Our church has started a “Budgeter’s Anonymous” class. We are learning to set up a budget. Teaching how to stay within your budget. We are learning how to track our budgets. We are encouraging each other. We are learning some of the pitfalls of budgets. In other words, we are learning how to handle our money instead of wondering where it went.
As my wife and I are working on our finances I have been struck by how many of the principles we are trying to apply with our budget/finances work with relationships.
In our budgeting we have to identify what we have and where it is going. In your relationships you must identify what relationships you have and how they are doing. If you don’t determine how your relationships are doing and where they are heading you will be highly frustrated and often confused in your relationships.
In our budgeting we evaluate if we are ahead or behind in ongoing expenses. In your relationships you need to see if any of them are in need. Are you behind in any relationship? Do you need to give some extra time and effort in any of your relationships at this time?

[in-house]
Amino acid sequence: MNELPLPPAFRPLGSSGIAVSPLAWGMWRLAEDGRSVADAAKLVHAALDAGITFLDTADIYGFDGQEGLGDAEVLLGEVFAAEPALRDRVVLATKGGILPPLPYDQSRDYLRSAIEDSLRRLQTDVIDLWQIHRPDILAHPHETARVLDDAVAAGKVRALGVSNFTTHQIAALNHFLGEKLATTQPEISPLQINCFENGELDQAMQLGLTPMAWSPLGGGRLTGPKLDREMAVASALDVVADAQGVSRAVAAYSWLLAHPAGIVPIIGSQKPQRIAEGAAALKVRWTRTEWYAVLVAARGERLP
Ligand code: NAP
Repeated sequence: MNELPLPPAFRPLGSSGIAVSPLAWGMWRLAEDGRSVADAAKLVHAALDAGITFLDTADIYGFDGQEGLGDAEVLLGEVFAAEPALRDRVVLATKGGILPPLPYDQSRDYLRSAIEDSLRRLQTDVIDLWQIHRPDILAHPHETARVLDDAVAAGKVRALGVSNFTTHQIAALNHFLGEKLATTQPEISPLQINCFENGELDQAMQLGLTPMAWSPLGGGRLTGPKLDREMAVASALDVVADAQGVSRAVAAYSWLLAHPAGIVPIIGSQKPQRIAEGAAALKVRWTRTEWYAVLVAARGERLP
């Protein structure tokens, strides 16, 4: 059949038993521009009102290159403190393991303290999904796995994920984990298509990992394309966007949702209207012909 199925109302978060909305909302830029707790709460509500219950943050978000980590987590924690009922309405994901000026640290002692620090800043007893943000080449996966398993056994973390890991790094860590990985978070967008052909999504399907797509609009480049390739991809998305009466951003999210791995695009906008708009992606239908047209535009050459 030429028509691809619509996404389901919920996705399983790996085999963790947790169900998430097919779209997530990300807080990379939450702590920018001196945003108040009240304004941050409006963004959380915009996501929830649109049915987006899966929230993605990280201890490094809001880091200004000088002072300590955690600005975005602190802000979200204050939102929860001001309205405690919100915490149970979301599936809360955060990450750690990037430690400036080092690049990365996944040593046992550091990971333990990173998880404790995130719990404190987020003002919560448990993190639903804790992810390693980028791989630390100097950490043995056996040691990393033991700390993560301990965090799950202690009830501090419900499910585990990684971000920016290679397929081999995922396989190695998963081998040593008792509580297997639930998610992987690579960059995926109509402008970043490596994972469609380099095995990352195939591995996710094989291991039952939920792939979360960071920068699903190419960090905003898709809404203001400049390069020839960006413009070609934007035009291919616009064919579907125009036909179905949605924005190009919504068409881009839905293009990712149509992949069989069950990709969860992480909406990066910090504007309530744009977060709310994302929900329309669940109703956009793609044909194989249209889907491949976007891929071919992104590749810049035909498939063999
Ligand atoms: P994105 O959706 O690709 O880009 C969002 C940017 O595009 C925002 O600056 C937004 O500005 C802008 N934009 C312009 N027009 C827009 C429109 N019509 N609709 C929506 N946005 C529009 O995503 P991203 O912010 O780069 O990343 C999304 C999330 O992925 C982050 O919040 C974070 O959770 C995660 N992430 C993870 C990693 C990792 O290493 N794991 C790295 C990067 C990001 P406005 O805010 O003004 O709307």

In our budgeting we are seeking ways to create some margin in our money so we can save more. In your relationships you must seek to improve your margins. To make sure you have something left and are not being drained to the point of having nothing in reserve for your relationships. Willard Harley writes about the “love bank”. It is a concept that you are either depositing positively in your relationships or you are withdrawing from them. If there are too many withdrawals without deposits the relationship is in the red. That is a bad thing financially and relationally.
In our budgeting we are seeking to identify, and eliminate, things that negatively drain our finances. The same is true in your relationships. You need to identify things that drain, or harm, your relationships and work to eliminate these behaviors.
This is just a quick look at some similarities between budgets and relationships. But I am intrigued by the things that crossover between the two. I may need to look a little deeper at this concept. Who knows, maybe there is a sermon series in this somewhere?
Here’s hoping that both your budget and your relationships are balanced and positive.